Disposable People by Ezekel Alan

Disposable People

by Ezekel Alan

Poverty and desperation describe the start of life for Kenneth E.S. Lovelace, or Kenny. Born into a squatters village called a “Depression” in 1970’s Jamaica, he struggles with all the dangers and trials of poverty. He and his kind, living in one-room self-built houses on someone else’s land, are “Disposable People.” Kenny shows us his world through a collection of diary entries written to Semicolon, his true love. Peppered with bits of his writing collection, poetry, and reminiscence over time we gradually hear his tale. This novel takes a train-of-thought approach to Kenny’s experiences. A progression of understanding, rather than a chronology, takes the reader scene by scene through his childhood and out of the “Depression”, or “That hateful f***ing place”, and into his life as a successful author, far from the squalor of his childhood.

Ezekel Alan’s book wowed me on so many levels. Kenny is thoughtful and honest, confessing all his sins to Semicolon.  Ezekel displays gorgeous poetry, joy, beauty, culture, ideals, horror, sin, murder, fear, suspicion and faith, all surging through his tale. The graphic nature of many of Kenny’s experiences are often witnessed while Kenny and his cousins eavesdropped without shame “because we all knew that everything we did was being quietly observed by the cold unblinking eyes of Eternity.” It’s all part of the honesty and depth of every bit of the book. Kenny bared his soul to Semicolon, telling her what he experienced and valued, but also what he felt, learned, and how he failed. Scandalous or horrific scenes are highlighted with a knowing, dark humor, but contain profound lessons learned.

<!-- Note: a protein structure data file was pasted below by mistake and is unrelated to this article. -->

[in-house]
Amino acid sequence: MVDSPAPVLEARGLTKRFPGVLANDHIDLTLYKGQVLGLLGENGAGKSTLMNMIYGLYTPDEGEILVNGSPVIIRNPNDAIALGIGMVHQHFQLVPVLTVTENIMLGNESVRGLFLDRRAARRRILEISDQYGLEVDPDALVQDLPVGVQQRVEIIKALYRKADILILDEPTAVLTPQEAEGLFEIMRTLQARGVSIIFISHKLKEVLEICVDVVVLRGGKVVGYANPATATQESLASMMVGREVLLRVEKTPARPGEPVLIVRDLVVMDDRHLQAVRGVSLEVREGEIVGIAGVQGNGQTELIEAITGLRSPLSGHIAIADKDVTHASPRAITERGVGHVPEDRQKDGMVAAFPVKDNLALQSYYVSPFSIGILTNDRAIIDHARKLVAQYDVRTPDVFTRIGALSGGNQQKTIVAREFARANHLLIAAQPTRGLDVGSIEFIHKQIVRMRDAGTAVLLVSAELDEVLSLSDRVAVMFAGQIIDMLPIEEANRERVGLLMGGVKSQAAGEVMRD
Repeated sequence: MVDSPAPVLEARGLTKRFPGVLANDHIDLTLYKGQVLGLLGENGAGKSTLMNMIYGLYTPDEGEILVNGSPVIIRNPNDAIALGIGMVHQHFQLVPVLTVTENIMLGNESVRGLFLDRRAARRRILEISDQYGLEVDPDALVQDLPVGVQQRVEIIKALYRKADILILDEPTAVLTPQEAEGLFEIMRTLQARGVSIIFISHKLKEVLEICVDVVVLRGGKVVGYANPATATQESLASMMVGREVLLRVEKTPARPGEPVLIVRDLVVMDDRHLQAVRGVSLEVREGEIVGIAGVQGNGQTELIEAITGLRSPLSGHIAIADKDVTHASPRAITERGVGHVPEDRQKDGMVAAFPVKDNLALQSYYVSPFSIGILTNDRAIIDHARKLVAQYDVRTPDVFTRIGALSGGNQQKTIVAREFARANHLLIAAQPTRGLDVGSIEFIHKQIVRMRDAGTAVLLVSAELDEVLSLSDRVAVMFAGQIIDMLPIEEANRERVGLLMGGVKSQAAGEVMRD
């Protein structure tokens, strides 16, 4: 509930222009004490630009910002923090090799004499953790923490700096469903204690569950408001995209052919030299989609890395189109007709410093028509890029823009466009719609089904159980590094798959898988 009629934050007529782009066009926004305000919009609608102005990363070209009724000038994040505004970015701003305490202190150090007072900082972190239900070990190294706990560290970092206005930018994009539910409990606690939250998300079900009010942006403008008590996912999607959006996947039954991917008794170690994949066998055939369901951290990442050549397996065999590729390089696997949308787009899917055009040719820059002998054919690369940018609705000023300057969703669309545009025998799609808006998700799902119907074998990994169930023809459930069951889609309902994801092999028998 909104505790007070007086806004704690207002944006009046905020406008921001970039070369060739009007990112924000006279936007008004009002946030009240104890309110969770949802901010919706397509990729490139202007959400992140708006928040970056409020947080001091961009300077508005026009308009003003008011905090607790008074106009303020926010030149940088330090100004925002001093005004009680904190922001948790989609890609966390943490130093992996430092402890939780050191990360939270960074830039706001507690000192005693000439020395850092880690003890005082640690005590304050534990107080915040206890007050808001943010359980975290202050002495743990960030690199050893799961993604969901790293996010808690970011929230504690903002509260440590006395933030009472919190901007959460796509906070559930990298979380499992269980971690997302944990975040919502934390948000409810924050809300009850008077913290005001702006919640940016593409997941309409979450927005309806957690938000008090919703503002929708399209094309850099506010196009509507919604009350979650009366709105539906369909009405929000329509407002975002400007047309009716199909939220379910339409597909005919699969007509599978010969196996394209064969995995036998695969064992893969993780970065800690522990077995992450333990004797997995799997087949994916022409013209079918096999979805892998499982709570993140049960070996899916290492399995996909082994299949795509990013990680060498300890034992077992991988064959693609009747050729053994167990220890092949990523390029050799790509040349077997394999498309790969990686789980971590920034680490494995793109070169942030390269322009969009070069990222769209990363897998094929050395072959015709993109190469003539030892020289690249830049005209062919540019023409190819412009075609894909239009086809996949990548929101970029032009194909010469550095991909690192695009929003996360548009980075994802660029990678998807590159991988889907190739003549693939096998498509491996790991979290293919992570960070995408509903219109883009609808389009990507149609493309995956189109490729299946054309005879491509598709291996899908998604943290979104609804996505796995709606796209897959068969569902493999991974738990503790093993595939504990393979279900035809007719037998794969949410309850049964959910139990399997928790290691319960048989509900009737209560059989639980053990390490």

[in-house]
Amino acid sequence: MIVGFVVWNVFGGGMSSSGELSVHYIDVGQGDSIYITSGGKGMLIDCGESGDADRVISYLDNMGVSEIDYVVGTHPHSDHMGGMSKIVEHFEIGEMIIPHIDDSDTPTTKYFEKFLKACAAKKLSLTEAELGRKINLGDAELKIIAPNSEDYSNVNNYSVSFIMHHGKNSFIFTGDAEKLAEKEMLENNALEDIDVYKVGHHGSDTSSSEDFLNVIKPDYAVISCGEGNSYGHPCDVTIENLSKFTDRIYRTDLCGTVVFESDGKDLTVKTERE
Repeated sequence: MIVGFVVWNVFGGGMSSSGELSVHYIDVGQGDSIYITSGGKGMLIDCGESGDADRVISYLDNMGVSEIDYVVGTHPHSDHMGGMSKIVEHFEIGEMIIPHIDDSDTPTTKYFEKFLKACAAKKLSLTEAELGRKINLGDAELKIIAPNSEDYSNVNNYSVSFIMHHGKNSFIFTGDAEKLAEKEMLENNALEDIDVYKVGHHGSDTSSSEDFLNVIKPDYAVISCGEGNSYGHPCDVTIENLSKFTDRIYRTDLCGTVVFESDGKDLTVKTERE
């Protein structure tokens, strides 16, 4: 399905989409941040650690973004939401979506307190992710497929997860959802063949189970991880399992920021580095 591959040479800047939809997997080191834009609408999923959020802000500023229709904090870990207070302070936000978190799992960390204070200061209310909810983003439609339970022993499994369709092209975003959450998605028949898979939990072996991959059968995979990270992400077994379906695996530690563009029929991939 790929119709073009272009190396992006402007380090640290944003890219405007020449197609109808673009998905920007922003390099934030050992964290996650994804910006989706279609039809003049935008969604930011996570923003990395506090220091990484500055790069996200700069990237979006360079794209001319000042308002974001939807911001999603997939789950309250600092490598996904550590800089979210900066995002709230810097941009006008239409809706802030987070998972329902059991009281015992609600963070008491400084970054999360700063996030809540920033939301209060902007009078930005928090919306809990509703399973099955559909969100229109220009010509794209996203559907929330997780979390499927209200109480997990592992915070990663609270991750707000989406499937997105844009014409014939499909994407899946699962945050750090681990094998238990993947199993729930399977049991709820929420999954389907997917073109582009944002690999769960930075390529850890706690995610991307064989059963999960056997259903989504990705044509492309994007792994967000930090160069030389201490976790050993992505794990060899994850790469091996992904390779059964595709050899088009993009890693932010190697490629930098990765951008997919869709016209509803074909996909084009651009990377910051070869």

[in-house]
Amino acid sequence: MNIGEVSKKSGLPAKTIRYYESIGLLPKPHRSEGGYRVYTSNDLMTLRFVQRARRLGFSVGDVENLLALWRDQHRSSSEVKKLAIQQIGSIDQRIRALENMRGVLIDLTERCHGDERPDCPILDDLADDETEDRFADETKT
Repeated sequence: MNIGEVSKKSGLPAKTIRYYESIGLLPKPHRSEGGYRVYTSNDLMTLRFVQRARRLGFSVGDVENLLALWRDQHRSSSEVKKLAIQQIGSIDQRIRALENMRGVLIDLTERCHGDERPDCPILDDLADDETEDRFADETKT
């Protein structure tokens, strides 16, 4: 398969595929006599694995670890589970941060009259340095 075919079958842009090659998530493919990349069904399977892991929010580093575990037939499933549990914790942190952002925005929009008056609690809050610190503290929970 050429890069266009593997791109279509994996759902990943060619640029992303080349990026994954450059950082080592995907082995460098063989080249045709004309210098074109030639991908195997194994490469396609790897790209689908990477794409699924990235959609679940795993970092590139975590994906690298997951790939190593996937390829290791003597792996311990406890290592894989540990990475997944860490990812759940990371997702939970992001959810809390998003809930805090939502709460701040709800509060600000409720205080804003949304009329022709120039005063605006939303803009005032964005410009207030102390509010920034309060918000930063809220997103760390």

There seemed to be a kind of love/hate relationship between Kenny and his old home. Though he describes it with stark and unforgiving frankness, he does so with an underlying pride and affection.

Even the source of the book is mysterious and poetic, “A Novel Inspired by True Events”. Somehow I heard the voice of my own grandmother, transported across time, culture, race, and nationality. I guess some opinions appear everywhere: “If he had gone to church, none of this would have ever happened to him.”

Buy it on Amazon!

To learn more about the author go to  http://ezekelalan.com/

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2 thoughts on “Disposable People by Ezekel Alan

  1. Pingback: New Review: Disposable People by Ezekel Alan « Kate Policani

  2. Pingback: One Caribbean nominee for 2013 Commonwealth Book Prize | Repeating Islands

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